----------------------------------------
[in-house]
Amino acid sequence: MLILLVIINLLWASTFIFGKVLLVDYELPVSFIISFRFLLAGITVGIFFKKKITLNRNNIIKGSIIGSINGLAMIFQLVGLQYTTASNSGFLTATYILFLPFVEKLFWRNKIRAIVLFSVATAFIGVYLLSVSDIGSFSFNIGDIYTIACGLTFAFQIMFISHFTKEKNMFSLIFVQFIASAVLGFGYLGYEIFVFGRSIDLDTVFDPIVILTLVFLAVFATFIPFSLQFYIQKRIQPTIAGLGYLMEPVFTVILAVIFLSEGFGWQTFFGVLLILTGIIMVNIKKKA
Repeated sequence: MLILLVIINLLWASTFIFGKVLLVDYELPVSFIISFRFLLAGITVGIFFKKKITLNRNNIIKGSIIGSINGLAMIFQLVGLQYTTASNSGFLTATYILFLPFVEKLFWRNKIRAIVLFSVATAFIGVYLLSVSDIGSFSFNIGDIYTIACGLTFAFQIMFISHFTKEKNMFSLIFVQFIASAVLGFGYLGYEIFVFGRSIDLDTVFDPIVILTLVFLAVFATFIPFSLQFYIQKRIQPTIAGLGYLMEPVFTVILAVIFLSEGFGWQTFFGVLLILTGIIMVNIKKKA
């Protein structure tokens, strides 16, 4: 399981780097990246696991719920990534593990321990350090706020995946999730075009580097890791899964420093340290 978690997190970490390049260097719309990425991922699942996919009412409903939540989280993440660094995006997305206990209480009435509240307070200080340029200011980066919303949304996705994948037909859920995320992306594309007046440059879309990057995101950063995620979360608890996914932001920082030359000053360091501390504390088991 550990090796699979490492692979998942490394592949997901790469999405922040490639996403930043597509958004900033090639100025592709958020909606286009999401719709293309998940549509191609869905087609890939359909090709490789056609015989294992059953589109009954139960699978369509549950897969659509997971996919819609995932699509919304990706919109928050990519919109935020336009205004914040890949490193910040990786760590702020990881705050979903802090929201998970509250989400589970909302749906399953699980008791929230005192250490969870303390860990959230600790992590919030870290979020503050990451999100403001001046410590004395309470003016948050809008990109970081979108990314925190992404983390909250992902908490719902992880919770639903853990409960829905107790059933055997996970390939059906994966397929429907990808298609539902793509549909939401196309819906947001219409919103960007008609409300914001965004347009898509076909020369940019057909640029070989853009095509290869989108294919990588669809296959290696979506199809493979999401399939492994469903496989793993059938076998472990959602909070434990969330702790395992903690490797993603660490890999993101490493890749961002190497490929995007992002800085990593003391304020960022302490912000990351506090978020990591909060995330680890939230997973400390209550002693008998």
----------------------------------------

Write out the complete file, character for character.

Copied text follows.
[in-house]
Amino acid sequence: MLILLVIINLLWASTFIFGKVLLVDYELPVSFIISFRFLLAGITVGIFFKKKITLNRNNIIKGSIIGSINGLAMIFQLVGLQYTTASNSGFLTATYILFLPFVEKLFWRNKIRAIVLFSVATAFIGVYLLSVSDIGSFSFNIGDIYTIACGLTFAFQIMFISHFTKEKNMFSLIFVQFIASAVLGFGYLGYEIFVFGRSIDLDTVFDPIVILTLVFLAVFATFIPFSLQFYIQKRIQPTIAGLGYLMEPVFTVILAVIFLSEGFGWQTFFGVLLILTGIIMVNIKKKA
Repeated sequence: MLILLVIINLLWASTFIFGKVLLVDYELPVSFIISFRFLLAGITVGIFFKKKITLNRNNIIKGSIIGSINGLAMIFQLVGLQYTTASNSGFLTATYILFLPFVEKLFWRNKIRAIVLFSVATAFIGVYLLSVSDIGSFSFNIGDIYTIACGLTFAFQIMFISHFTKEKNMFSLIFVQFIASAVLGFGYLGYEIFVFGRSIDLDTVFDPIVILTLVFLAVFATFIPFSLQFYIQKRIQPTIAGLGYLMEPVFTVILAVIFLSEGFGWQTFFGVLLILTGIIMVNIKKKA
């Protein structure tokens, strides 16, 4: 399981780097990246696991719920990534593990321990350090706020995946999730075009580097890791899964420093340290 978690997190970490390049260097719309990425991922699942996919009412409903939540989280993440660094995006997305206990209480009435509240307070200080340029200011980066919303949304996705994948037909859920995320992306594309007046440059879309990057995101950063995620979360608890996914932001920082030359000053360091501390504390088991 550990090796699979490492692979998942490394592949997901790469999405922040490639996403930043597509958004900033090639100025592709958020909606286009999401719709293309998940549509191609869905087609890939359909090709490789056609015989294992059953589109009954139960699978369509549950897969659509997971996919819609995932699509919304990706919109928050990519919109935020336009205004914040890949490193910040990786760590702020990881705050979903802090929201998970509250989400589970909302749906399953699980008791929230005192250490969870303390860990959230600790992590919030870290979020503050990451999100403001001046410590004395309470003016948050809008990109970081979108990314925190992404983390909250992902908490719902992880919770639903853990409960829905107790059933055997996970390939059906994966397929429907990808298609539902793509549909939401196309819906947001219409919103960007008609409300914001965004347009898509076909020369940019057909640029070989853009095509290869989108294919990588669809296959290696979506199809493979999401399939492994469903496989793993059938076998472990959602909070434990969330702790395992903690490797993603660490890999993101490493890749961002190497490929995007992002800085990593003391304020960022302490912000990351506090978020990591909060995330680890939230997973400390209550002693008998």